Education suffers when it is viewed as a unit of production. It is an input, but it has far greater value than land and capital. Land and capital can’t think and make important decisions about it selves; it takes well-trained and developed people to manipulate the use of the land and the capital to generate returns for adding new processes and practices; for developing sound financial and other systems; for strategic planning and positioning; for expanding into new markets; for developing new products and services; and for generation new jobs for diverse persons. Still, for too many in developing and underdeveloped nations education remains a luxury because in the everyday activities of educating citizens, many are excluded from receiving a basic education. Thus, it is fitting to echo the sentiments of Olaniyan and Okemakinde (2008) who both took the position that “education is an economic good because it is not easily obtainable and thus need to be apportioned.” But this is a different period in the world’s history where everyone and everything is too interconnected for anyone to be excluded from receiving the education preparation needed for suitable placement in the global economy. No one knows what new industries might evolve in a country, what new resources might be found or used differently or what kinds of collaborative relationships might need to be fostered that require suitably trained-developed workers, but everyone must be ready. Globalization places a natural demand for workers to develop and use different kinds of intelligences, and higher education institutions needs to ensure that these are developed in their students and make room for learners they might not otherwise invite to their institutions.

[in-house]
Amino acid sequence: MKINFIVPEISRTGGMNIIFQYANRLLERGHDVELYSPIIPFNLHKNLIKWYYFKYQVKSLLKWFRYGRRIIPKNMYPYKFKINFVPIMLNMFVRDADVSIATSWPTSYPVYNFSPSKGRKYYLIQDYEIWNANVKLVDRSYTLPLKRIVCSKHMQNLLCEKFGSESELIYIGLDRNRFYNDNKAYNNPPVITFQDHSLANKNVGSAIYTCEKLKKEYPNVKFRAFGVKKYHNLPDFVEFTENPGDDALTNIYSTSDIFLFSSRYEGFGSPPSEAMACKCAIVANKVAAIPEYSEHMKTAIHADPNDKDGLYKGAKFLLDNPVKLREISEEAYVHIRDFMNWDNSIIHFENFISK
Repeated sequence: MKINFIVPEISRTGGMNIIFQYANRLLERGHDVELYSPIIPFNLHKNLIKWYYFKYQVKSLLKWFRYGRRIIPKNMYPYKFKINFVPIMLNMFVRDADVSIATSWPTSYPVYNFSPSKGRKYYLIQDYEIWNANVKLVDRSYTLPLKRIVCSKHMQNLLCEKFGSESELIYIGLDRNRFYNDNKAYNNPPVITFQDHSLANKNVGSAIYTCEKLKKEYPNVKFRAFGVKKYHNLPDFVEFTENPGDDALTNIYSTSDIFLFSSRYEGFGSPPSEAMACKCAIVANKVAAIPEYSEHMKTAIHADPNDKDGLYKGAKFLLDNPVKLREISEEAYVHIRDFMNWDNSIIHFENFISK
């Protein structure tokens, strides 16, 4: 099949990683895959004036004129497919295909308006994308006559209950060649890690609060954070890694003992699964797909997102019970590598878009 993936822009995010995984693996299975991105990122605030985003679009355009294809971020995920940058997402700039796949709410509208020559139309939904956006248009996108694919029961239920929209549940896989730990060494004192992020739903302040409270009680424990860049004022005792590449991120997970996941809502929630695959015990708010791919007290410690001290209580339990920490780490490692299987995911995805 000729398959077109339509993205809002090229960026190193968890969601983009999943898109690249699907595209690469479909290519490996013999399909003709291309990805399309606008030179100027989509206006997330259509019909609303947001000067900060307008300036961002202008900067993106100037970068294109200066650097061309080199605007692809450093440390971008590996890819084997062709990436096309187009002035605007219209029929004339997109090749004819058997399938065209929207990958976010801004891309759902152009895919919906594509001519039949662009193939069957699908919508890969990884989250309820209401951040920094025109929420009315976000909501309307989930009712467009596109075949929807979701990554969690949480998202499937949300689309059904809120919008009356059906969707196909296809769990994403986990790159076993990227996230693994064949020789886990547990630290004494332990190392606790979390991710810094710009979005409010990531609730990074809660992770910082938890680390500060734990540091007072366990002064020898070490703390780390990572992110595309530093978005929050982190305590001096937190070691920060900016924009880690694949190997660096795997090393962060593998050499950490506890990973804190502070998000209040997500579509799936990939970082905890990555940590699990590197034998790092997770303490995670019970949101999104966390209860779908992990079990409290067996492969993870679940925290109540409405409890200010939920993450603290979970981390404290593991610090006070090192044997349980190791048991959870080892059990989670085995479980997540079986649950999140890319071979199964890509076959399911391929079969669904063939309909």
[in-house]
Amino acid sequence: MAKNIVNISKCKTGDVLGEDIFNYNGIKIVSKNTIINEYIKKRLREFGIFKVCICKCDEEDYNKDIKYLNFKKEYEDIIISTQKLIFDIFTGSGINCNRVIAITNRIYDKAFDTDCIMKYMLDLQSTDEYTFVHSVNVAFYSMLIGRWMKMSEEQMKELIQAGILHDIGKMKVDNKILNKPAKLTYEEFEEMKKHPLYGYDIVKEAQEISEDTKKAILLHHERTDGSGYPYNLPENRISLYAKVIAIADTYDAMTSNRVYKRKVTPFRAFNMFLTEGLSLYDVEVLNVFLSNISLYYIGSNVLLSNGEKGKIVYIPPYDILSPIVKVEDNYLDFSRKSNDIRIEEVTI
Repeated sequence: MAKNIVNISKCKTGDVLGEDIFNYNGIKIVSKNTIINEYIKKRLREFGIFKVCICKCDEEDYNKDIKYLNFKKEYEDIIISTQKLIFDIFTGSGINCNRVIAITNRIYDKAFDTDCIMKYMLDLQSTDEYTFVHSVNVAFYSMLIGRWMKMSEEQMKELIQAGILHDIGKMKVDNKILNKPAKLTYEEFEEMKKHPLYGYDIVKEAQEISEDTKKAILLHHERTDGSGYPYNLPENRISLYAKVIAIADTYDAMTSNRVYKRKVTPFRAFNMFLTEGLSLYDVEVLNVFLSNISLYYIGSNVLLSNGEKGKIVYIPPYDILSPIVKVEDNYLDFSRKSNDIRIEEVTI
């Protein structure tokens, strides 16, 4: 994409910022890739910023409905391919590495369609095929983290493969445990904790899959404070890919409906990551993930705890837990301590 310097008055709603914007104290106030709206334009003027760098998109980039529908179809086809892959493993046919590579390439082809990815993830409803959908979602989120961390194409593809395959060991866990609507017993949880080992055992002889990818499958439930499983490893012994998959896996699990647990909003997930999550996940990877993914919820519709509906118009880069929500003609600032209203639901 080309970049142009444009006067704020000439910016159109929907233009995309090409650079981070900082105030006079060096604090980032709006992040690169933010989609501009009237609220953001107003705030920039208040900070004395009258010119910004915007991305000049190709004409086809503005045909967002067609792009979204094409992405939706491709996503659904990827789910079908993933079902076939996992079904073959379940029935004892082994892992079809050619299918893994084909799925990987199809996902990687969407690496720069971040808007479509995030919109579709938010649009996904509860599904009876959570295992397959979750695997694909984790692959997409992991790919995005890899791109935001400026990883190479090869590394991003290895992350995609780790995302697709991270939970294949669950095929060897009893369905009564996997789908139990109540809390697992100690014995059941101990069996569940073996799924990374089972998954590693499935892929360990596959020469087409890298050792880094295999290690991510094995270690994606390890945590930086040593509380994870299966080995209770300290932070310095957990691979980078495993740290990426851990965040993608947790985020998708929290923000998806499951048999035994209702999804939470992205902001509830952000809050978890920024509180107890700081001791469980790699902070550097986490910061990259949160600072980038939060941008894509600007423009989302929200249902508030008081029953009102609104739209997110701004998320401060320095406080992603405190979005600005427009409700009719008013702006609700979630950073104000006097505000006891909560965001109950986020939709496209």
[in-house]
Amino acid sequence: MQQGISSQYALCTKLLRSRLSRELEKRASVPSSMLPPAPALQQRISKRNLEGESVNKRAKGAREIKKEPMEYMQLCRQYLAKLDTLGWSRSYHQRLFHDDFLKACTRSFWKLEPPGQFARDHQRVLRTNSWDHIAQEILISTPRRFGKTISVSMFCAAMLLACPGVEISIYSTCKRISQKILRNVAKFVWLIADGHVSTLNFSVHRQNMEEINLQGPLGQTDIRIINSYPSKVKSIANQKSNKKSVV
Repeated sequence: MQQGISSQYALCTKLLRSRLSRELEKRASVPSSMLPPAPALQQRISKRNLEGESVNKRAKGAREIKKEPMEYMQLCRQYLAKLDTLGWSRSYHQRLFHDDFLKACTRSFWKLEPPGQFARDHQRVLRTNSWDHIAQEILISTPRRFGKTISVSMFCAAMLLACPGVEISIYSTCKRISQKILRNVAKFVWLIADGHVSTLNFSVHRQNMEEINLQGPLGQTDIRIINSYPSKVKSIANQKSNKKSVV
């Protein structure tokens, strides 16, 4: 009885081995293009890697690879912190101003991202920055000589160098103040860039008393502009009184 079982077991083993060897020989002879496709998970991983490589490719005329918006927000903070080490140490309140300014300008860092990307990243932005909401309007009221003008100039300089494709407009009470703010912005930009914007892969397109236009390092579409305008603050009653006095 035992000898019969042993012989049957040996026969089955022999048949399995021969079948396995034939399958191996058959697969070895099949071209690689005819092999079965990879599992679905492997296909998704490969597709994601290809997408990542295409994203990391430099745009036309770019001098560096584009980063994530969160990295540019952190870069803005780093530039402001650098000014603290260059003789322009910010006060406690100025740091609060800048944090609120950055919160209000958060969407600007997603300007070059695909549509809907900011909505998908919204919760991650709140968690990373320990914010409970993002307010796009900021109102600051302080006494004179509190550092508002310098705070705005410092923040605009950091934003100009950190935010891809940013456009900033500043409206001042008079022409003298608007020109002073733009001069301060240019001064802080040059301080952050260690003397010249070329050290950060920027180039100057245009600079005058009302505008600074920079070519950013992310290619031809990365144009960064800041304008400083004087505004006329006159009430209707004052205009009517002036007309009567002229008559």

Education by its very nature has many issues associated with it. In some cases it is viewed as inadequate; it is seen as not being comprehensive enough; it is not properly sequenced; it cost too much; there isn’t enough programs; it’s not equitable enough; programs lack variety; it’s a political football; its misaligned; it lacks variety; not accurately financed; policies don’t reflect the realities all around the world; it is good for some and not for others; age tends to be a marker for when education begin and when it ends. Despite these challenges, what is clear about education is that it has to be a life-long endeavor. Higher education leaders and politicians must recognize this reality and begin to adjust their processes, systems and their politicking for a reality where all persons must matter in the educational process and must be so provided for. There is a known fact and that is persons can learn and do learn differently. Since, all persons have the capacity to learn, they must be given the chance to learn and become contributing members of their families, communities, organizations and nations. It is only with this kind of commitment to lifelong learning that nations will achieve successful placement in this global nebulous economy.

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References

Olaniyan, D. A. and Okemakinde, T. (2008). Human capital theory: Implications for educational development. European Journal of Scientific Research, 24(2), 157-162.

Mutoko, C. (May 13, 2012). Special CNN: ‘African women need a hand-up not a hand-Retrieved May 13, 2012 from http://edition.cnn.com/2012/05/04/world/africa/mutoko-women-africa/index.html?hpt=hp_mid.